Tesla (TSLA) shares were up more than 100% the first half of 2017, but since then have been consolidating in a symmetrical triangle; they are currently nearing the apex of the pattern. A breakout or a breakdown seems imminent and the pattern price projection suggests that, whatever direction the stock takes, the subsequent move will be a large one.

The daily chart outlines the technical levels that will help you get on the right side of the trade.

The sharp decline off the June high took the stock back through its rising 50-day moving average before finding support at the 38% Fibonacci retracement level of the previous rally range. It began making a series of higher lows and higher highs that delineated the triangle pattern. Tesla shares are up 1% at this point in Wednesday's session, and retesting the centerline of the triangle and the 50-day moving average. The relative strength index has been documenting the improving price momentum since the July low, making its own series of higher lows and higher highs.

Overall volume this month has been well below the 50-day moving average, at several points sometimes as much as 50% below the average. This is to be expected during periods of consolidation and, in this case, it probably prevented the move lower off the August high from gaining momentum and breaking support. Now a simple three-day bearish-to-bullish transition pattern has developed on the chart, which suggests that support will hold. First, a dark hammer candle formed on the uptrend line on Monday, followed by Tuesday's small doji candle, and then, at this point in Wednesday's session, a large up candle. It suggests a successful retest of rising support and a move back up to the triangle top.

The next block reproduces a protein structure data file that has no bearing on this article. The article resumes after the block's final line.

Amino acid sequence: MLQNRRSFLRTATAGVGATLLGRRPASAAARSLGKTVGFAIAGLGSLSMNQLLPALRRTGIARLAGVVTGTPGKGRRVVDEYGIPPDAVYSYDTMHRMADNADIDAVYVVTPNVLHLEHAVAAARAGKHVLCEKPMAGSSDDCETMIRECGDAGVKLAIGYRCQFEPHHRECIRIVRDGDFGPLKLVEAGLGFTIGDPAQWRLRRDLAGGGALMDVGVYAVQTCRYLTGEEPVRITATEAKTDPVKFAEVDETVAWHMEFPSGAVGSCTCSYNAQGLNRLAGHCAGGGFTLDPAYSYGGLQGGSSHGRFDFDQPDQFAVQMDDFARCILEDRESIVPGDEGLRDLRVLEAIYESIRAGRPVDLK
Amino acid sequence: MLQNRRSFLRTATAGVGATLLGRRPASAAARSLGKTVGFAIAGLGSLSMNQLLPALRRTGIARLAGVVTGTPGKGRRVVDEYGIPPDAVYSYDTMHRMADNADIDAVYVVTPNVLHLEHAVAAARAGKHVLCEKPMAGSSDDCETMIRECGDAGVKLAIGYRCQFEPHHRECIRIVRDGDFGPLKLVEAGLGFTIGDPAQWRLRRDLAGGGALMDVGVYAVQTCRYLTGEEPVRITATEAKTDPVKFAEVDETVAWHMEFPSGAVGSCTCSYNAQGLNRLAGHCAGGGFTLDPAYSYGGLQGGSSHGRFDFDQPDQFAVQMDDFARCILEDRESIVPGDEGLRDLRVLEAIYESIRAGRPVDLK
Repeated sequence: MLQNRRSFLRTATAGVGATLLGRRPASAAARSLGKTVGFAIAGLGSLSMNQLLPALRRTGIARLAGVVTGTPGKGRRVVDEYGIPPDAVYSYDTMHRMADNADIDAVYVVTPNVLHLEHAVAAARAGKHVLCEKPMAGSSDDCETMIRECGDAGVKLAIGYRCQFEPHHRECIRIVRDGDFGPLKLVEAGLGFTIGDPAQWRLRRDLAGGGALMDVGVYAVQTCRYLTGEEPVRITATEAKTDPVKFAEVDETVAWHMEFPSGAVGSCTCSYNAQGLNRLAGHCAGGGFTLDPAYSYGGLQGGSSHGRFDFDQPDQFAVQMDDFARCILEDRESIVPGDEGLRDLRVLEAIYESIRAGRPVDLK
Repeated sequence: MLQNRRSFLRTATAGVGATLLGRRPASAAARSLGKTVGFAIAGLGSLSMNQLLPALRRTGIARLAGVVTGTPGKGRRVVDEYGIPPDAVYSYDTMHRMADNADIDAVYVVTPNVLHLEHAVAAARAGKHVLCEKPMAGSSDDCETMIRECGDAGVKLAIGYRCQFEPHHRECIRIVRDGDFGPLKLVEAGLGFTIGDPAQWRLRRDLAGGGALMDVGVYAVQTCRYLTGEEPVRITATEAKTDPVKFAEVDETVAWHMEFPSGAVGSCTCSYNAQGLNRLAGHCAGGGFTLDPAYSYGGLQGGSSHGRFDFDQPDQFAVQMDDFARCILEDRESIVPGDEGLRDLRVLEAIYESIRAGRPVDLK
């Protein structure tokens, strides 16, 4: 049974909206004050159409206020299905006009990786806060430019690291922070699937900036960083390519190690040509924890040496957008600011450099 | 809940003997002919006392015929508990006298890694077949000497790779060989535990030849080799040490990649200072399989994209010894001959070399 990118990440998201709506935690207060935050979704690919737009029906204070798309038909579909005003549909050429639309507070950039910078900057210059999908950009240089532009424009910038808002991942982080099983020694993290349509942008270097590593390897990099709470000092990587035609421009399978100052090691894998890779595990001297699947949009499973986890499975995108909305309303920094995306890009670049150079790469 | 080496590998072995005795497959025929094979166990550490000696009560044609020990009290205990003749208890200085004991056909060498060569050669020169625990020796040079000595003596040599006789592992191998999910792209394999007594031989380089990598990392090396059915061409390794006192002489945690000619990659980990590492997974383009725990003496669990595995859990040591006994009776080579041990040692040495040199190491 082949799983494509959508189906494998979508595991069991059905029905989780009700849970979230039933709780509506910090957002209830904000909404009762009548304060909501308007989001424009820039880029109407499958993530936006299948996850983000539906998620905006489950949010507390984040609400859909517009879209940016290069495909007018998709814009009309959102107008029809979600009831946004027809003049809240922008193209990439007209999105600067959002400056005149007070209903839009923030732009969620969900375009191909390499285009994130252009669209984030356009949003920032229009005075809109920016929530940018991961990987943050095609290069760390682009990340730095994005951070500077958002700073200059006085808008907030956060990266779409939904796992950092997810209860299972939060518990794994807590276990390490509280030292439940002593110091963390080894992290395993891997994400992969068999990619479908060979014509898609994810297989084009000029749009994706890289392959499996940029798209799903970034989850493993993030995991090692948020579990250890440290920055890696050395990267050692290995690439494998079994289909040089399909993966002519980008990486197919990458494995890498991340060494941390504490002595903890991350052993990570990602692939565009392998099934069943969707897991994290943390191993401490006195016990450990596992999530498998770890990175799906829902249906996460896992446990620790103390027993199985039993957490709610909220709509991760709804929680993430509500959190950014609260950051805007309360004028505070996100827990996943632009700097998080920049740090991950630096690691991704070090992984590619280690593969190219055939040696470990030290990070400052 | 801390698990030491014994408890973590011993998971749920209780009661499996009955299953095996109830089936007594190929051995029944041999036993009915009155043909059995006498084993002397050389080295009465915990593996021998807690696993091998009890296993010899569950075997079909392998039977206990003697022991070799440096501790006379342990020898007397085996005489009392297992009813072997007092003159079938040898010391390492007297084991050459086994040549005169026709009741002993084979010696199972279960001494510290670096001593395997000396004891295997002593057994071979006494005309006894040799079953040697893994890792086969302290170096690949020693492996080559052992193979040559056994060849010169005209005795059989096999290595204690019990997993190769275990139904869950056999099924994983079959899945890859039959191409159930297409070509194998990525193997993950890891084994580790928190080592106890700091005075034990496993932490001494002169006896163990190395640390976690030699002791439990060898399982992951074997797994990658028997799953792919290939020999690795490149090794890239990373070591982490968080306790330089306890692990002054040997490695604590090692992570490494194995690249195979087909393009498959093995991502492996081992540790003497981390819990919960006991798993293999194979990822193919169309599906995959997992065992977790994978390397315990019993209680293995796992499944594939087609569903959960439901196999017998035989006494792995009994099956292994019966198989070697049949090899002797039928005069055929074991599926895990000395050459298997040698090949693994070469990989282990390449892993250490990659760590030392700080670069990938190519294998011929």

At this point, it is impossible to say with certainty which way the stock will break, but the technical bias is to the upside, and the price target measure by taking the height of the triangle and adding it to the breakout point, projects a move into the $450 area. Of course, if the stock reverses and breaks through support the decline would be equally as deep.

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This article is commentary by an independent contributor. At the time of publication, the author had no positions in the stocks mentioned. 

 

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